Belfast Telegraph

Home Life Features

Lauren Bacall will always be in the shadow of Humphrey Bogart

By Deborah Coughlin

Lisa Simpson is lying in bed, late at night, worrying about whether she needs to smoke to be as good as the other ballerinas, but she's sure that smoking is for losers.

Suddenly, the smoking ghosts of Simone De Beauvoir, Margaret Mead, Queen Elizabeth I and Lauren Bacall appear and fly around her head. "My feminist heroes," she cries as her idols call on her to "puff with us, puff with us, puff with us".

Lauren Bacall has been on many little girls', and big girls', feminist hero lists.

She is the type of woman many women want to be: alluring yet strong.

She struck a balance that many of us find torturous. She appeared to be at ease with herself and unapologetic for it. Most actresses are either beautiful or a "character". Bacall was both.

The obituaries are calling Bacall a feminist, but a kind of pre-feminist feminist – "a conundrum, a proto-feminist forever linked to the man she loved", said the Sydney Morning Herald. But was it her culture or herself that made her a conundrum? Was Lauren Bacall a feminist?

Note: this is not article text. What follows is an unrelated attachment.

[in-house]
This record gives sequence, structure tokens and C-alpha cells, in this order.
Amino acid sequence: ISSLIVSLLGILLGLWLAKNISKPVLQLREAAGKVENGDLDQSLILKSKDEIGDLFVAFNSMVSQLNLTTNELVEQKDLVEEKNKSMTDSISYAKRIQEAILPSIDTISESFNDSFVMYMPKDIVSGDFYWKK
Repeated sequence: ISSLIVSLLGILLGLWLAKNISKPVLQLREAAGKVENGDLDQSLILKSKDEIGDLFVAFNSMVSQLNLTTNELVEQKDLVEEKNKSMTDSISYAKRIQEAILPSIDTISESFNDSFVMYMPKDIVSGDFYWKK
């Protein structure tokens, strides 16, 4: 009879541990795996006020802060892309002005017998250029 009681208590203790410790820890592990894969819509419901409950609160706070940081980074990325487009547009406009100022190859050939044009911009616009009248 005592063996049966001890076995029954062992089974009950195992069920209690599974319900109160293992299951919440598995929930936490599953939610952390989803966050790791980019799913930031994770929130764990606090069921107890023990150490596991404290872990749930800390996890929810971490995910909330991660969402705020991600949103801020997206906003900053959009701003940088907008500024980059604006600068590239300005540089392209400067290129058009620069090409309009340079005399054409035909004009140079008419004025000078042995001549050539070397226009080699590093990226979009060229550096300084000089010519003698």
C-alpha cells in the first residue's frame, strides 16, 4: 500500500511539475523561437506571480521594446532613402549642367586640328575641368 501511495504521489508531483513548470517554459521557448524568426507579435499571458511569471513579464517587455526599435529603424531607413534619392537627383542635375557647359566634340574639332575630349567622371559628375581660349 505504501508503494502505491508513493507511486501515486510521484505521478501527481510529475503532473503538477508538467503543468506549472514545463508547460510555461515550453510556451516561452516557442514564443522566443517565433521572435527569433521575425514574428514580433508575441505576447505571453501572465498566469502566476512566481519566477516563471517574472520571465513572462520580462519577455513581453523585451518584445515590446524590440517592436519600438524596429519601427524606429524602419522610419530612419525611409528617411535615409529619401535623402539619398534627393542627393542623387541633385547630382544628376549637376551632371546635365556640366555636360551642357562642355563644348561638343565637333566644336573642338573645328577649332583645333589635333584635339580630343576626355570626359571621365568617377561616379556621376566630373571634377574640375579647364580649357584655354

A liberal, a strong woman and a leader in her field. Bacall was all of these things, but she wasn't a pioneering campaigner for women. And, while she had some nice one-liners, they were never as man-bashing as Mae West's, or as cutting as Dorothy Parker's.

Bacall was subtler. she made us feel like she was like one of us.

If her peer Marilyn Monroe had lived as long, would she have been retrospectively crowned a feminist?

Even though Marilyn and Lauren were both talented comedians, the blonde bombshell with the cutesy voice was never to be given the same level of respect.

They all suffered from a lack of critical acclaim, unlike their male peers. Lauren, who was married two Oscar-winners, didn't get near her own statuette until just five years ago, when she received an honorary award.

In 1994, she said that she put Humphrey Bogart's career first. "You can't blame him for wanting that," explaining that he lost his first two wives to their careers.

She lived alone for a long time, but is known for the great loves of her life. The culture did this to her – and she knew it.

We've got difficult, yet witty women; unapologetic, loved for their strength. None of them will be expected to forego their success for that of the bloke in their life – and none of them will have to worry about having obituaries that talk about anyone else.

Belfast Telegraph


From Belfast Telegraph